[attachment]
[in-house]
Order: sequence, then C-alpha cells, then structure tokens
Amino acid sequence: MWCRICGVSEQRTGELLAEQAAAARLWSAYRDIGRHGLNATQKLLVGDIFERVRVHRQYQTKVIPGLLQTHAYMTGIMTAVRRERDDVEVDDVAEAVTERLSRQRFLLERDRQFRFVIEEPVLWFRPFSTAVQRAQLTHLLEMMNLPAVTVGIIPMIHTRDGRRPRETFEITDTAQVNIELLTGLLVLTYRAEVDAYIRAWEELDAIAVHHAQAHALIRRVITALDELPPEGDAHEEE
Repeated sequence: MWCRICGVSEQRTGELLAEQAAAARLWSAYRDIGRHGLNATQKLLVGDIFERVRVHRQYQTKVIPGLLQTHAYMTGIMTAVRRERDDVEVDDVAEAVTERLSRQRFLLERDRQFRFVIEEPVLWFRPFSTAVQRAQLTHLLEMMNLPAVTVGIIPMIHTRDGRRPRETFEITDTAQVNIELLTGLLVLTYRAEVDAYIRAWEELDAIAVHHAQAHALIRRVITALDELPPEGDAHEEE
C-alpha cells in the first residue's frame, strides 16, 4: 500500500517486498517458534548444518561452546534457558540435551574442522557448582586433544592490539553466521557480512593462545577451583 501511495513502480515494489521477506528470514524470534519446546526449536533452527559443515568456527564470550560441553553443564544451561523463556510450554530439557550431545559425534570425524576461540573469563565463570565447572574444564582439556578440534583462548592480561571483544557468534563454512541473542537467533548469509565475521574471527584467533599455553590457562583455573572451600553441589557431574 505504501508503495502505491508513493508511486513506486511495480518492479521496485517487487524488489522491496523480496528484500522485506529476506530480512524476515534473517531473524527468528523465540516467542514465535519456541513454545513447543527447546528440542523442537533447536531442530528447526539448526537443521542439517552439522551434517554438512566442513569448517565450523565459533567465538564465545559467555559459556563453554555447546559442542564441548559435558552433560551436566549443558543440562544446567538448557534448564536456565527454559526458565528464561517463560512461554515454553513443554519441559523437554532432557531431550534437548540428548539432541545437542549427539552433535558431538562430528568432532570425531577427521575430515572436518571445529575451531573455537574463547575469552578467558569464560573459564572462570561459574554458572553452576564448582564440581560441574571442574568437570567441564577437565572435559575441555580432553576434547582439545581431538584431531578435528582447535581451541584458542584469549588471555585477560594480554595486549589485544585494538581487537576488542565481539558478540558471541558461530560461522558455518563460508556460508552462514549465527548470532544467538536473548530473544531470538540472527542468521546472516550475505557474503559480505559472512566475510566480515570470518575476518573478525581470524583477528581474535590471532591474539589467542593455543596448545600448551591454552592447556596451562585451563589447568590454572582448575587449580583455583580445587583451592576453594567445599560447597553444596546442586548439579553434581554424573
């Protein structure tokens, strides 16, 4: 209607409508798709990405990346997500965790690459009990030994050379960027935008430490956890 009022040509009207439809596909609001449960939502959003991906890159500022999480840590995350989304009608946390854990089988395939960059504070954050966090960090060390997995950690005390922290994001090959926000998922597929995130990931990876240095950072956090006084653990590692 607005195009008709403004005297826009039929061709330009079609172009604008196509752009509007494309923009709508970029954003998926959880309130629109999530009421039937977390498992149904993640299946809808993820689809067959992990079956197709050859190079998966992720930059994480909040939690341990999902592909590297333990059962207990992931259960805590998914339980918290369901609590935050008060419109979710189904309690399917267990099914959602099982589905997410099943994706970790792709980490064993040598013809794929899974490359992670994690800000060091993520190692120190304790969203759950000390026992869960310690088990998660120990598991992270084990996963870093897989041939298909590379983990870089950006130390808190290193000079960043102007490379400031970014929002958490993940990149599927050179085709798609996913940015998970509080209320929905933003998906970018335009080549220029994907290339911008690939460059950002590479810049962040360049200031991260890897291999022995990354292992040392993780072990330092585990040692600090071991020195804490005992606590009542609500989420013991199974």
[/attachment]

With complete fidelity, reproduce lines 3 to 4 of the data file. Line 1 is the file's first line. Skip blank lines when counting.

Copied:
Amino acid sequence: MWCRICGVSEQRTGELLAEQAAAARLWSAYRDIGRHGLNATQKLLVGDIFERVRVHRQYQTKVIPGLLQTHAYMTGIMTAVRRERDDVEVDDVAEAVTERLSRQRFLLERDRQFRFVIEEPVLWFRPFSTAVQRAQLTHLLEMMNLPAVTVGIIPMIHTRDGRRPRETFEITDTAQVNIELLTGLLVLTYRAEVDAYIRAWEELDAIAVHHAQAHALIRRVITALDELPPEGDAHEEE
Repeated sequence: MWCRICGVSEQRTGELLAEQAAAARLWSAYRDIGRHGLNATQKLLVGDIFERVRVHRQYQTKVIPGLLQTHAYMTGIMTAVRRERDDVEVDDVAEAVTERLSRQRFLLERDRQFRFVIEEPVLWFRPFSTAVQRAQLTHLLEMMNLPAVTVGIIPMIHTRDGRRPRETFEITDTAQVNIELLTGLLVLTYRAEVDAYIRAWEELDAIAVHHAQAHALIRRVITALDELPPEGDAHEEE